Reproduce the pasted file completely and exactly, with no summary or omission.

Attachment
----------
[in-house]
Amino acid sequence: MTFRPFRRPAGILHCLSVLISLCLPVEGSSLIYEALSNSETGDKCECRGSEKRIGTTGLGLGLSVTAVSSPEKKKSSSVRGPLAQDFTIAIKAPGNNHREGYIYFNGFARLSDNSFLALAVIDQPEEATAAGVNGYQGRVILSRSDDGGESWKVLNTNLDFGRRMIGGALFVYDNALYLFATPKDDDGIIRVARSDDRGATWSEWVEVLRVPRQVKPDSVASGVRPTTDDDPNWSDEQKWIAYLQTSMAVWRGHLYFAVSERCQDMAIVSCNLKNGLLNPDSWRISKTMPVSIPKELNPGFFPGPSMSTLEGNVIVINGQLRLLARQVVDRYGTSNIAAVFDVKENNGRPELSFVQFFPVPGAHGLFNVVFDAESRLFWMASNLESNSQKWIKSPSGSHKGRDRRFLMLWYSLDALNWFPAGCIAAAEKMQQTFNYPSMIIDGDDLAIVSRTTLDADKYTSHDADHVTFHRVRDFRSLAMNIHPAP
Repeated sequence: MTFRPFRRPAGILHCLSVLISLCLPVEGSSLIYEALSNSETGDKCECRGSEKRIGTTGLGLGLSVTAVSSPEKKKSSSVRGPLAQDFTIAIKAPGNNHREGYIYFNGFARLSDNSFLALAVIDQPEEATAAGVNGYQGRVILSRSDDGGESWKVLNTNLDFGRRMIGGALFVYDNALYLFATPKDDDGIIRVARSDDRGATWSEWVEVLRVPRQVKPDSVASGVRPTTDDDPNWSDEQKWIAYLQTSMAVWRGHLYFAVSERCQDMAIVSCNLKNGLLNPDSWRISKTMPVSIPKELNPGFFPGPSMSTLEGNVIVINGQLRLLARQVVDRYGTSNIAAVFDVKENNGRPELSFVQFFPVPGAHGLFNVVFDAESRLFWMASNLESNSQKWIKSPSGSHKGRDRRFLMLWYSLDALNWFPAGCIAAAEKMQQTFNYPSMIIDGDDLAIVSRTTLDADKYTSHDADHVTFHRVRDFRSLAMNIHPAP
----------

[in-house]
Amino acid sequence: MTFRPFRRPAGILHCLSVLISLCLPVEGSSLIYEALSNSETGDKCECRGSEKRIGTTGLGLGLSVTAVSSPEKKKSSSVRGPLAQDFTIAIKAPGNNHREGYIYFNGFARLSDNSFLALAVIDQPEEATAAGVNGYQGRVILSRSDDGGESWKVLNTNLDFGRRMIGGALFVYDNALYLFATPKDDDGIIRVARSDDRGATWSEWVEVLRVPRQVKPDSVASGVRPTTDDDPNWSDEQKWIAYLQTSMAVWRGHLYFAVSERCQDMAIVSCNLKNGLLNPDSWRISKTMPVSIPKELNPGFFPGPSMSTLEGNVIVINGQLRLLARQVVDRYGTSNIAAVFDVKENNGRPELSFVQFFPVPGAHGLFNVVFDAESRLFWMASNLESNSQKWIKSPSGSHKGRDRRFLMLWYSLDALNWFPAGCIAAAEKMQQTFNYPSMIIDGDDLAIVSRTTLDADKYTSHDADHVTFHRVRDFRSLAMNIHPAP
Repeated sequence: MTFRPFRRPAGILHCLSVLISLCLPVEGSSLIYEALSNSETGDKCECRGSEKRIGTTGLGLGLSVTAVSSPEKKKSSSVRGPLAQDFTIAIKAPGNNHREGYIYFNGFARLSDNSFLALAVIDQPEEATAAGVNGYQGRVILSRSDDGGESWKVLNTNLDFGRRMIGGALFVYDNALYLFATPKDDDGIIRVARSDDRGATWSEWVEVLRVPRQVKPDSVASGVRPTTDDDPNWSDEQKWIAYLQTSMAVWRGHLYFAVSERCQDMAIVSCNLKNGLLNPDSWRISKTMPVSIPKELNPGFFPGPSMSTLEGNVIVINGQLRLLARQVVDRYGTSNIAAVFDVKENNGRPELSFVQFFPVPGAHGLFNVVFDAESRLFWMASNLESNSQKWIKSPSGSHKGRDRRFLMLWYSLDALNWFPAGCIAAAEKMQQTFNYPSMIIDGDDLAIVSRTTLDADKYTSHDADHVTFHRVRDFRSLAMNIHPAP